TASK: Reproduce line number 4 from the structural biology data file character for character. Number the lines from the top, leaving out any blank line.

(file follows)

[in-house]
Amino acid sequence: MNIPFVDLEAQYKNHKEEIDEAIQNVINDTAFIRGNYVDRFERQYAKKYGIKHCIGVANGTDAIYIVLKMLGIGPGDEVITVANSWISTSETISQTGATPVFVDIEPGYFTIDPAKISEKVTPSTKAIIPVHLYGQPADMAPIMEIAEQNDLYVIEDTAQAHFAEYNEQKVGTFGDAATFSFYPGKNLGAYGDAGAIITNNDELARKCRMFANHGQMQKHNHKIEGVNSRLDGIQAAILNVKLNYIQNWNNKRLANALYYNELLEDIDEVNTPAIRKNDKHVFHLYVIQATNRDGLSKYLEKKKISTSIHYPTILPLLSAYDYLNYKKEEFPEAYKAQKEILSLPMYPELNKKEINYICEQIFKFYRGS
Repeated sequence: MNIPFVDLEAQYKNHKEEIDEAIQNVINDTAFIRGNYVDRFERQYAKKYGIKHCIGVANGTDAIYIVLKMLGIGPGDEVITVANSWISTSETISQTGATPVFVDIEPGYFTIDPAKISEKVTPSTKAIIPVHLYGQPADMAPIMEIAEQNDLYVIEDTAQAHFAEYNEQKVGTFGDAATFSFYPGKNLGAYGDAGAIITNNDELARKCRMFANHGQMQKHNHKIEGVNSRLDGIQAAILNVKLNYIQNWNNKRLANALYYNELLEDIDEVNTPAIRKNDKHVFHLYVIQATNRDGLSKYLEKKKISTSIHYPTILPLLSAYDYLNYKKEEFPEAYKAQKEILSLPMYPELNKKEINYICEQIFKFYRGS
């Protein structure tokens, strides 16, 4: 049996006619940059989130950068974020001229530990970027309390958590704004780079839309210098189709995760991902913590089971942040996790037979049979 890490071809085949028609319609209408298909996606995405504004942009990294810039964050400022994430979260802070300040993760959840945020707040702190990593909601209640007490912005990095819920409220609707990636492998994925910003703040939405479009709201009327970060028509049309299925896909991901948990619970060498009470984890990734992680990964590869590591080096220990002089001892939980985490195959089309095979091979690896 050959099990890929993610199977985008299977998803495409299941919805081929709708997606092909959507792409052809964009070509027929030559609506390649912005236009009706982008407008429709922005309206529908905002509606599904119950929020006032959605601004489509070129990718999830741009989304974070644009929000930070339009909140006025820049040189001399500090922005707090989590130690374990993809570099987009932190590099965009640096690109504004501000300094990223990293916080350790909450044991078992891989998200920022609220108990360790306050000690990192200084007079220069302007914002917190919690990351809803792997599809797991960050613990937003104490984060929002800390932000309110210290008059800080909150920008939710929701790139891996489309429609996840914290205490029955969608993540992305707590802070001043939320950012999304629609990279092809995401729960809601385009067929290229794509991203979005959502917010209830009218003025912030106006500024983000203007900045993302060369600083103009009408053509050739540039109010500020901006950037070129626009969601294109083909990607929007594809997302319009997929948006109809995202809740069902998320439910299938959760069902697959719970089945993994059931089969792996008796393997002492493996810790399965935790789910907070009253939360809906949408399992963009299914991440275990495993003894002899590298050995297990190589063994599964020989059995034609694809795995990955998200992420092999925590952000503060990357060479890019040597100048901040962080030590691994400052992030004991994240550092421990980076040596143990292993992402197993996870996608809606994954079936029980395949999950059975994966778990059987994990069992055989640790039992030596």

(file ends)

């Protein structure tokens, strides 16, 4: 049996006619940059989130950068974020001229530990970027309390958590704004780079839309210098189709995760991902913590089971942040996790037979049979 890490071809085949028609319609209408298909996606995405504004942009990294810039964050400022994430979260802070300040993760959840945020707040702190990593909601209640007490912005990095819920409220609707990636492998994925910003703040939405479009709201009327970060028509049309299925896909991901948990619970060498009470984890990734992680990964590869590591080096220990002089001892939980985490195959089309095979091979690896 050959099990890929993610199977985008299977998803495409299941919805081929709708997606092909959507792409052809964009070509027929030559609506390649912005236009009706982008407008429709922005309206529908905002509606599904119950929020006032959605601004489509070129990718999830741009989304974070644009929000930070339009909140006025820049040189001399500090922005707090989590130690374990993809570099987009932190590099965009640096690109504004501000300094990223990293916080350790909450044991078992891989998200920022609220108990360790306050000690990192200084007079220069302007914002917190919690990351809803792997599809797991960050613990937003104490984060929002800390932000309110210290008059800080909150920008939710929701790139891996489309429609996840914290205490029955969608993540992305707590802070001043939320950012999304629609990279092809995401729960809601385009067929290229794509991203979005959502917010209830009218003025912030106006500024983000203007900045993302060369600083103009009408053509050739540039109010500020901006950037070129626009969601294109083909990607929007594809997302319009997929948006109809995202809740069902998320439910299938959760069902697959719970089945993994059931089969792996008796393997002492493996810790399965935790789910907070009253939360809906949408399992963009299914991440275990495993003894002899590298050995297990190589063994599964020989059995034609694809795995990955998200992420092999925590952000503060990357060479890019040597100048901040962080030590691994400052992030004991994240550092421990980076040596143990292993992402197993996870996608809606994954079936029980395949999950059975994966778990059987994990069992055989640790039992030596």